CLEVELAND — Manager Joe Maddon chalked up the Rays' 5-0 loss to the Indians on Saturday partly to the fact that his team was "legitimately" and understandably tired.
Having arrived in town after 3 a.m. Friday morning from Miami, the Rays then played until nearly the same time Saturday morning in a 9-2 win, thanks to five hours of rain delays in the latest game in club history.
Tampa Bay returned six hours later to prepare for the first pitch of Saturday's matinee, which turned into a resounding defeat — on a rain-less day at Progressive Field — that snapped a six-game winning streak.
"Twenty-four hours in a day kind of got us," Maddon said.
But what also got the Rays (30-25) was the fact that their admittedly most "well-rested" player, right-hander Chris Archer, struggled in his season debut, allowing five runs, including two homers, in four-plus innings. Archer was sent back to the team hotel Friday night and was asleep before 11 p.m., excited to show the Indians, who drafted him in the fifth round in 2006, what they're "missing out on."
But Archer missed his spots too often, his fastball command a "battle" throughout, and two of his hanging changeups resulted in two-run homers, one by veteran Jason Giambi.
Archer's day was done three hitters into the fifth, when Nick Swisher ripped a 3-and-0 pitch back up the middle, nicking Archer's left arm and briefly knocking him on his backside.
"You fall behind a good-hitting team and then leave pitches up, you're going to get banged," Archer said. "A good hitting team got me on a day when I was a little off."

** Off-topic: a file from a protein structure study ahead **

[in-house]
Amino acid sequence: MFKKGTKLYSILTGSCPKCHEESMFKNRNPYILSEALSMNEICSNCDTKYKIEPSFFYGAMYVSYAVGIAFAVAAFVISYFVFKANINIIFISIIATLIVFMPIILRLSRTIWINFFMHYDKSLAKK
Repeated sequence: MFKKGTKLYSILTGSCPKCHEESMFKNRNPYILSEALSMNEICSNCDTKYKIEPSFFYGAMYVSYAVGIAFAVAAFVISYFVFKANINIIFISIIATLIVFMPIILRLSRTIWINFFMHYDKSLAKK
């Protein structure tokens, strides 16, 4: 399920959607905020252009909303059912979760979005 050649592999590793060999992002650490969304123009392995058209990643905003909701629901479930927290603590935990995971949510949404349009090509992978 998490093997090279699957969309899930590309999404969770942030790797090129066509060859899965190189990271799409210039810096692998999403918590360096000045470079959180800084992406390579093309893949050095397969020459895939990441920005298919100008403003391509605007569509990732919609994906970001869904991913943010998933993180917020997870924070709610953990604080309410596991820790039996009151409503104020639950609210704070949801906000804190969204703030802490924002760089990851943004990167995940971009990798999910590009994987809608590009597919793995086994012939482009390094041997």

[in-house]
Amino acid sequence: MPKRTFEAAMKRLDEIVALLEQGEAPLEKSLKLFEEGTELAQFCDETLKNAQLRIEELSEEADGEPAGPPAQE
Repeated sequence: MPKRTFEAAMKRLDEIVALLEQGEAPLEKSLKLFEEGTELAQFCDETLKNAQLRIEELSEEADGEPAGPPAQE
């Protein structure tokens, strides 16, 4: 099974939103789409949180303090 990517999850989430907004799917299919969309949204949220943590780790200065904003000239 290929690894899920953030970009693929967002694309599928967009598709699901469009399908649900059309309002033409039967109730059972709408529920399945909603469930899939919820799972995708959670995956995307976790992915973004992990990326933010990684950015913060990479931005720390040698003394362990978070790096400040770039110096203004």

Archer said the key will be how he "bounces back," and despite the rough outing, Maddon said there's "no reason to think he would not get that next opportunity."
"He's a great young pitcher; he's going to be very, very good," Maddon said. "You saw it last year at different moments, but he struggled (Saturday) with his command."
Giambi, who had three RBIs, said Archer has an "incredible arm."
"He has a big future," Giambi said. "But he threw me a changeup up in the zone, and I was able to square it up."
Giambi couldn't touch Alex Torres, however, as the Rays left-hander — called up Saturday to aid the worn-out bullpen — threw four scoreless innings, striking out six. "Outstanding," Maddon said.
But the Rays couldn't muster much against Indians right-hander Ubaldo Jimenez, a former All-Star who allowed four hits through a season-high eight innings, striking out seven. Maddon said Jimenez was getting the Rays to chase off-speed pitches out of the zone, and "you have a tendency to chase more when you're tired."
But, as leftfielder Kelly Johnson pointed out, the Indians "were tired, too."
"Obviously, we didn't threaten," Johnson said. "We never got a big situation. We never had a second and third, bases loaded, one of those things where there's pressure on them. It was probably one of the easier games they've played. Hopefully, we can get back (today) and it will feel really good considering the weather and the situation."
Joe Smith can be reached at firstname.lastname@example.org.